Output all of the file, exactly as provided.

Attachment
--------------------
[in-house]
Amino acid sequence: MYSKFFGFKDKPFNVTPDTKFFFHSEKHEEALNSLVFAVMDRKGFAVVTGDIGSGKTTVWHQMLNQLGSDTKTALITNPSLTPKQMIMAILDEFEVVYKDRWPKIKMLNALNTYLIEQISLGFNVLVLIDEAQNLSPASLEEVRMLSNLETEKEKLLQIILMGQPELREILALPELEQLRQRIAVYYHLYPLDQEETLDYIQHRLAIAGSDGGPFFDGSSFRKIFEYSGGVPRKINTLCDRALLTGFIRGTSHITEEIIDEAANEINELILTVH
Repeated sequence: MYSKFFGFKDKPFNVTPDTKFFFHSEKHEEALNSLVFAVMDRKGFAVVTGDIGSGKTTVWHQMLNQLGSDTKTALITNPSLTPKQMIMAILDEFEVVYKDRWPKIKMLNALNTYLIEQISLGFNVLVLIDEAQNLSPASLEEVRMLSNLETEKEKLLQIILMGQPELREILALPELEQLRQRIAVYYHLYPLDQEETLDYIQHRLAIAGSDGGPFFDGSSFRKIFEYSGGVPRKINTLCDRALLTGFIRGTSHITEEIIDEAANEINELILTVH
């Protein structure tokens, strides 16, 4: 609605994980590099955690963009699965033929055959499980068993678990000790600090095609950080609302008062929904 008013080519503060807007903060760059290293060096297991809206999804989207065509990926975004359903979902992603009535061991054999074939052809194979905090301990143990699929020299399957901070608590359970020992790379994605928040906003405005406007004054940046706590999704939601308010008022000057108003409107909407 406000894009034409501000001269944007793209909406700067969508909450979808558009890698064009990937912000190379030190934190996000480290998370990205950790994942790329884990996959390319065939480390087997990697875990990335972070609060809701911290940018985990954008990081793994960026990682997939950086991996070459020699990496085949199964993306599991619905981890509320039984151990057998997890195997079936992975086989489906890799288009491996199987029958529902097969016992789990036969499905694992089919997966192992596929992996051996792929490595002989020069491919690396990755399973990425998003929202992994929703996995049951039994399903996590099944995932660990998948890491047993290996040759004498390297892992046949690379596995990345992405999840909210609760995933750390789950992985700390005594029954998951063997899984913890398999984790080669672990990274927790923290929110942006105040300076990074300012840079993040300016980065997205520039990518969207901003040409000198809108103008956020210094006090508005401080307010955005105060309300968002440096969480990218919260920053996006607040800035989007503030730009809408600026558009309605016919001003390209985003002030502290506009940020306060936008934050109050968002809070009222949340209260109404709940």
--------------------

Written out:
[in-house]
Amino acid sequence: MYSKFFGFKDKPFNVTPDTKFFFHSEKHEEALNSLVFAVMDRKGFAVVTGDIGSGKTTVWHQMLNQLGSDTKTALITNPSLTPKQMIMAILDEFEVVYKDRWPKIKMLNALNTYLIEQISLGFNVLVLIDEAQNLSPASLEEVRMLSNLETEKEKLLQIILMGQPELREILALPELEQLRQRIAVYYHLYPLDQEETLDYIQHRLAIAGSDGGPFFDGSSFRKIFEYSGGVPRKINTLCDRALLTGFIRGTSHITEEIIDEAANEINELILTVH
Repeated sequence: MYSKFFGFKDKPFNVTPDTKFFFHSEKHEEALNSLVFAVMDRKGFAVVTGDIGSGKTTVWHQMLNQLGSDTKTALITNPSLTPKQMIMAILDEFEVVYKDRWPKIKMLNALNTYLIEQISLGFNVLVLIDEAQNLSPASLEEVRMLSNLETEKEKLLQIILMGQPELREILALPELEQLRQRIAVYYHLYPLDQEETLDYIQHRLAIAGSDGGPFFDGSSFRKIFEYSGGVPRKINTLCDRALLTGFIRGTSHITEEIIDEAANEINELILTVH
């Protein structure tokens, strides 16, 4: 609605994980590099955690963009699965033929055959499980068993678990000790600090095609950080609302008062929904 008013080519503060807007903060760059290293060096297991809206999804989207065509990926975004359903979902992603009535061991054999074939052809194979905090301990143990699929020299399957901070608590359970020992790379994605928040906003405005406007004054940046706590999704939601308010008022000057108003409107909407 406000894009034409501000001269944007793209909406700067969508909450979808558009890698064009990937912000190379030190934190996000480290998370990205950790994942790329884990996959390319065939480390087997990697875990990335972070609060809701911290940018985990954008990081793994960026990682997939950086991996070459020699990496085949199964993306599991619905981890509320039984151990057998997890195997079936992975086989489906890799288009491996199987029958529902097969016992789990036969499905694992089919997966192992596929992996051996792929490595002989020069491919690396990755399973990425998003929202992994929703996995049951039994399903996590099944995932660990998948890491047993290996040759004498390297892992046949690379596995990345992405999840909210609760995933750390789950992985700390005594029954998951063997899984913890398999984790080669672990990274927790923290929110942006105040300076990074300012840079993040300016980065997205520039990518969207901003040409000198809108103008956020210094006090508005401080307010955005105060309300968002440096969480990218919260920053996006607040800035989007503030730009809408600026558009309605016919001003390209985003002030502290506009940020306060936008934050109050968002809070009222949340209260109404709940």